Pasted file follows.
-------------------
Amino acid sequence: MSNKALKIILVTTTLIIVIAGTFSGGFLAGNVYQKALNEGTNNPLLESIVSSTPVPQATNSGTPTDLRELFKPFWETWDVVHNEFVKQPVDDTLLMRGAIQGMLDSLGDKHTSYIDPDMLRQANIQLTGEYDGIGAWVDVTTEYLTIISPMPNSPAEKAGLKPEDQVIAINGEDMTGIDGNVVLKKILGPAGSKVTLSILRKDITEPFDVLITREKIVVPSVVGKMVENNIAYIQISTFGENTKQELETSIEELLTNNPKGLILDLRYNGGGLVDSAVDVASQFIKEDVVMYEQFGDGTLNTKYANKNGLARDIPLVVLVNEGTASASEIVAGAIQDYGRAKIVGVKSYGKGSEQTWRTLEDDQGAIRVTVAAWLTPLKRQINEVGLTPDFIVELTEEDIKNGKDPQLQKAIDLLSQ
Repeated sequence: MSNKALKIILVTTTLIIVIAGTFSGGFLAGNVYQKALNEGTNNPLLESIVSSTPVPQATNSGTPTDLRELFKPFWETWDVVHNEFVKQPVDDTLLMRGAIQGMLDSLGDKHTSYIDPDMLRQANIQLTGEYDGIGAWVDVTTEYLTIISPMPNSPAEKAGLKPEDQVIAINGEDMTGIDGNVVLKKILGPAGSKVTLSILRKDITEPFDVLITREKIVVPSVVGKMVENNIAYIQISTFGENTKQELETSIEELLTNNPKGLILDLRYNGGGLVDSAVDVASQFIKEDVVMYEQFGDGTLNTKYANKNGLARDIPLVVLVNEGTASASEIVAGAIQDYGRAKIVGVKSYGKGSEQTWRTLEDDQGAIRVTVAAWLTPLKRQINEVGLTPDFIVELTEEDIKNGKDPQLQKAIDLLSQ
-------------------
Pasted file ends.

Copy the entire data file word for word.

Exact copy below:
Amino acid sequence: MSNKALKIILVTTTLIIVIAGTFSGGFLAGNVYQKALNEGTNNPLLESIVSSTPVPQATNSGTPTDLRELFKPFWETWDVVHNEFVKQPVDDTLLMRGAIQGMLDSLGDKHTSYIDPDMLRQANIQLTGEYDGIGAWVDVTTEYLTIISPMPNSPAEKAGLKPEDQVIAINGEDMTGIDGNVVLKKILGPAGSKVTLSILRKDITEPFDVLITREKIVVPSVVGKMVENNIAYIQISTFGENTKQELETSIEELLTNNPKGLILDLRYNGGGLVDSAVDVASQFIKEDVVMYEQFGDGTLNTKYANKNGLARDIPLVVLVNEGTASASEIVAGAIQDYGRAKIVGVKSYGKGSEQTWRTLEDDQGAIRVTVAAWLTPLKRQINEVGLTPDFIVELTEEDIKNGKDPQLQKAIDLLSQ
Repeated sequence: MSNKALKIILVTTTLIIVIAGTFSGGFLAGNVYQKALNEGTNNPLLESIVSSTPVPQATNSGTPTDLRELFKPFWETWDVVHNEFVKQPVDDTLLMRGAIQGMLDSLGDKHTSYIDPDMLRQANIQLTGEYDGIGAWVDVTTEYLTIISPMPNSPAEKAGLKPEDQVIAINGEDMTGIDGNVVLKKILGPAGSKVTLSILRKDITEPFDVLITREKIVVPSVVGKMVENNIAYIQISTFGENTKQELETSIEELLTNNPKGLILDLRYNGGGLVDSAVDVASQFIKEDVVMYEQFGDGTLNTKYANKNGLARDIPLVVLVNEGTASASEIVAGAIQDYGRAKIVGVKSYGKGSEQTWRTLEDDQGAIRVTVAAWLTPLKRQINEVGLTPDFIVELTEEDIKNGKDPQLQKAIDLLSQ